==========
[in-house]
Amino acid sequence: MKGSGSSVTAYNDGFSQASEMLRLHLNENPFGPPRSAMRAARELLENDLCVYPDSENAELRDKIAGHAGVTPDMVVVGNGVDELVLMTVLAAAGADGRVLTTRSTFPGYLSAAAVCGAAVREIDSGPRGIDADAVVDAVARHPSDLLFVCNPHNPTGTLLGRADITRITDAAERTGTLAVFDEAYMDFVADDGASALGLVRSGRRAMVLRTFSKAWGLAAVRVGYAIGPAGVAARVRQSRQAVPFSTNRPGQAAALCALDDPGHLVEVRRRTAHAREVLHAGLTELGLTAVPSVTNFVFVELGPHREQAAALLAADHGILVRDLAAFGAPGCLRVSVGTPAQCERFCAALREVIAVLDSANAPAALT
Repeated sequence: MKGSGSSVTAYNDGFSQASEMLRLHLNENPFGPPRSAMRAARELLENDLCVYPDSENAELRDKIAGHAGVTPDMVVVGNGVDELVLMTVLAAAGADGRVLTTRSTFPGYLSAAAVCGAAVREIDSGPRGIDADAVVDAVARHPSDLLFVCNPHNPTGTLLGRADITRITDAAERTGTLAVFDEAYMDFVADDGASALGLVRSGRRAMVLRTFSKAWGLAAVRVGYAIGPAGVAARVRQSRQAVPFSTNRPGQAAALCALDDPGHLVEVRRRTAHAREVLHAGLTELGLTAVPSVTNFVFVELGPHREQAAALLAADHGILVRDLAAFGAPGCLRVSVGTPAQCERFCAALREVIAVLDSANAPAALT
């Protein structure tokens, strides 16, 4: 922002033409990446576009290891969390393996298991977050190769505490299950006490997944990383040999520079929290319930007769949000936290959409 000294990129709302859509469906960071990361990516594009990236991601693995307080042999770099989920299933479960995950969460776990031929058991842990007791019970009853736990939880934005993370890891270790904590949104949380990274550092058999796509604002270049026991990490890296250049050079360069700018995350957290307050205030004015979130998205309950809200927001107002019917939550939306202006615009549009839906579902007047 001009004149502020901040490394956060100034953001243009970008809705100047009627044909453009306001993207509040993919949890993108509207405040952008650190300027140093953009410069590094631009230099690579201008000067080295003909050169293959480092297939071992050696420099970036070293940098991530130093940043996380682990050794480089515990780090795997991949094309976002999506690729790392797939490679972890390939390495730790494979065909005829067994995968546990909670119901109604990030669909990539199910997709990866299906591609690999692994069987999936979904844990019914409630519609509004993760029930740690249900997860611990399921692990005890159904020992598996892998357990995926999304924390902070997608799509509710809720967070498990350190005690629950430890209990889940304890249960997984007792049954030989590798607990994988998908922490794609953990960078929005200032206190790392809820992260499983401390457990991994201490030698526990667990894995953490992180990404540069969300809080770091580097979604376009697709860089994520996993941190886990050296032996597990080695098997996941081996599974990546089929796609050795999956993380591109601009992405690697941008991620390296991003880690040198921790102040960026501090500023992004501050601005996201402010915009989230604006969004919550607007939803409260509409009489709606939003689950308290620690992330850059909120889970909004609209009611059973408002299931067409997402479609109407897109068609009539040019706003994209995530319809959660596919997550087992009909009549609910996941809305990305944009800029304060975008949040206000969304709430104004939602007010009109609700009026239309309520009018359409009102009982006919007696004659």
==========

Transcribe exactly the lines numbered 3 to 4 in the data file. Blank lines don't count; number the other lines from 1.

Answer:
Repeated sequence: MKGSGSSVTAYNDGFSQASEMLRLHLNENPFGPPRSAMRAARELLENDLCVYPDSENAELRDKIAGHAGVTPDMVVVGNGVDELVLMTVLAAAGADGRVLTTRSTFPGYLSAAAVCGAAVREIDSGPRGIDADAVVDAVARHPSDLLFVCNPHNPTGTLLGRADITRITDAAERTGTLAVFDEAYMDFVADDGASALGLVRSGRRAMVLRTFSKAWGLAAVRVGYAIGPAGVAARVRQSRQAVPFSTNRPGQAAALCALDDPGHLVEVRRRTAHAREVLHAGLTELGLTAVPSVTNFVFVELGPHREQAAALLAADHGILVRDLAAFGAPGCLRVSVGTPAQCERFCAALREVIAVLDSANAPAALT
């Protein structure tokens, strides 16, 4: 922002033409990446576009290891969390393996298991977050190769505490299950006490997944990383040999520079929290319930007769949000936290959409 000294990129709302859509469906960071990361990516594009990236991601693995307080042999770099989920299933479960995950969460776990031929058991842990007791019970009853736990939880934005993370890891270790904590949104949380990274550092058999796509604002270049026991990490890296250049050079360069700018995350957290307050205030004015979130998205309950809200927001107002019917939550939306202006615009549009839906579902007047 001009004149502020901040490394956060100034953001243009970008809705100047009627044909453009306001993207509040993919949890993108509207405040952008650190300027140093953009410069590094631009230099690579201008000067080295003909050169293959480092297939071992050696420099970036070293940098991530130093940043996380682990050794480089515990780090795997991949094309976002999506690729790392797939490679972890390939390495730790494979065909005829067994995968546990909670119901109604990030669909990539199910997709990866299906591609690999692994069987999936979904844990019914409630519609509004993760029930740690249900997860611990399921692990005890159904020992598996892998357990995926999304924390902070997608799509509710809720967070498990350190005690629950430890209990889940304890249960997984007792049954030989590798607990994988998908922490794609953990960078929005200032206190790392809820992260499983401390457990991994201490030698526990667990894995953490992180990404540069969300809080770091580097979604376009697709860089994520996993941190886990050296032996597990080695098997996941081996599974990546089929796609050795999956993380591109601009992405690697941008991620390296991003880690040198921790102040960026501090500023992004501050601005996201402010915009989230604006969004919550607007939803409260509409009489709606939003689950308290620690992330850059909120889970909004609209009611059973408002299931067409997402479609109407897109068609009539040019706003994209995530319809959660596919997550087992009909009549609910996941809305990305944009800029304060975008949040206000969304709430104004939602007010009109609700009026239309309520009018359409009102009982006919007696004659």